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How To Live Happily Ever After … After You Have Kids

Attitude is a little thing that makes a big difference.” – Winston Churchill

Google “happiness and having children” and you’ll find a lot of depressing studies that seem to conclude that we have a national epidemic of miserable parents on our hands. The three of us have to admit that, in some respects, a good response to our own “what happened to my body/career/marriage since I had kids?” questions would have been a fairly swift kick in the ass. We were, at times, guilty of feeling oh-so-sorry for ourselves; or pining for the good old days; or reacting to our husbands’ requests for whatever with a “well, what have you done for me lately?” It wasn’t pretty and we’re not proud of it.  We realized, through the process of interviewing hundreds of men and women about their post-baby marriages, that our happiness with our married-with-kids life depends, to a large extent, on our attitude toward it, and we’ve adopted a few key mantras as a result:

Our children are the making of us
. Compromise and selflessness don’t come easy to those of us who’ve been raised in a me-first, I-can-have-it-all American culture. When we have kids, we find reserves of patience, love, humility, and (ideally) humor that we never knew we had. They make us better people. Our children are and will be, quite literally, the making of us and our marriages.

The Getting versus Giving Equation. It’s the actions we take for each other that add up to a happier marriage. To paraphrase that great American orator (if not that great family man) John F. Kennedy: Ask not what your spouse can do for you; ask what you can do for your spouse. Easier said than done, we realize, if you’re packing a couple of years of resentment under your belts.

Quit trying to get your old life back. It’s over. Kill the ghost of your past self. Surrender to the chaos and wonder of parenthood and embrace it wholeheartedly.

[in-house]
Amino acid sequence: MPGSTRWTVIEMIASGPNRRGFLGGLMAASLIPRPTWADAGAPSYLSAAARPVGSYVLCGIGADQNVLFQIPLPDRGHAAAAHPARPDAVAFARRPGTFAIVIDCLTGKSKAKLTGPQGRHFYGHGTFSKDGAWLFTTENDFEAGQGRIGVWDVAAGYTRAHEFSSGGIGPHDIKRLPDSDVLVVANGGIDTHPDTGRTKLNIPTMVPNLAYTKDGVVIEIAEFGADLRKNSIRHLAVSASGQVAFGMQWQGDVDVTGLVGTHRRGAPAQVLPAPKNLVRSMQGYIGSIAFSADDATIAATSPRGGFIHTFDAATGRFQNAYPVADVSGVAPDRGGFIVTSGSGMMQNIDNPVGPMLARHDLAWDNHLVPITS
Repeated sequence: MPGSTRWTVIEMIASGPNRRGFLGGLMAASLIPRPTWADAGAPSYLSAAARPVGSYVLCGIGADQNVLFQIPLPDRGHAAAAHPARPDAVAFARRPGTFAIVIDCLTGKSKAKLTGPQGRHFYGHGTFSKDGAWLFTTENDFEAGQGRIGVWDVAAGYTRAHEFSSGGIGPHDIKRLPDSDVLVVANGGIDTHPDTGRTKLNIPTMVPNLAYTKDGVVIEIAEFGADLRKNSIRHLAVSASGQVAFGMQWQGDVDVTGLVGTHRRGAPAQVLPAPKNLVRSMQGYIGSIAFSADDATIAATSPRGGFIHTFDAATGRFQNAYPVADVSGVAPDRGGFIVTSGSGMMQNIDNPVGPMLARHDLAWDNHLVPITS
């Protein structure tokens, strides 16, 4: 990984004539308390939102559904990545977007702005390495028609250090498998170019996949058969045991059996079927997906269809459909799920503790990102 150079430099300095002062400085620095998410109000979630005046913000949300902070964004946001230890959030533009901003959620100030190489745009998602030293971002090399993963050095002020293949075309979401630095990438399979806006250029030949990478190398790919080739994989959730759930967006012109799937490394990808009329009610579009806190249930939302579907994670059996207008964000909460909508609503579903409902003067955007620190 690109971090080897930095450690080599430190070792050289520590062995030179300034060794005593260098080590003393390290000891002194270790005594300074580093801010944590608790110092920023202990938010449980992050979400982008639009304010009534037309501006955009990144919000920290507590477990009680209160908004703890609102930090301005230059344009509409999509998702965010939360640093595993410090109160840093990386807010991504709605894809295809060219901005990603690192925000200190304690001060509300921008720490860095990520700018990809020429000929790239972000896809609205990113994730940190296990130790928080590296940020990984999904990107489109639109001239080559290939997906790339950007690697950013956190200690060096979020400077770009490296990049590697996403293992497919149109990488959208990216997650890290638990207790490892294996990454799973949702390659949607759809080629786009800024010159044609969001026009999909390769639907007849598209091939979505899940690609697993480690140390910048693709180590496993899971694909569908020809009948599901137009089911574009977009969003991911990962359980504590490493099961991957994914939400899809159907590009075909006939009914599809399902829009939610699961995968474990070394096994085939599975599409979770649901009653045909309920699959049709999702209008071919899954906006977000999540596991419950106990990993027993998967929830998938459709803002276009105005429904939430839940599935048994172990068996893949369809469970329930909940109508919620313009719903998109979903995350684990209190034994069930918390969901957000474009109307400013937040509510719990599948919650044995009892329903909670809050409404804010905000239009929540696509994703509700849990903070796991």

“Resistance is Futile … Surrender, Already.”

This is just a stage. No matter how tough things are right now, no matter how little sleep (or sex) we’re getting, it will pass. Plenty of parenting veterans told us that making the transition to parenthood is one of the toughest—if not the toughest—times we’ll experience in our marriages.

Good enough is good enough. Trying to have the perfect kitchen, bedroom, yard, wardrobe, etc. is just not possible after we have kids (if ever). Pursuing perfection can propel us into a cycle of “it’s never enough,” or “the grass is greener ..” which just eats away at our happiness. There was a time when a husband dressing a child in pajama bottoms for school would have driven us into an apoplectic fit. Life is so much easier now that we’ve lightened up and lowered our standards a little.

The grass is really not greener somewhere else …

Our happiness hinges on each other’s. It may seem obvious, but sometimes we don’t act that way. We are our spouse’s best shot at happiness. Whether or not your spouse is happy with his or her life depends, to a large extent, on you. Instead of competing against each other to have it all, we should try to help each other have it all.

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Tori Spelling: Baby No. 4 On The Way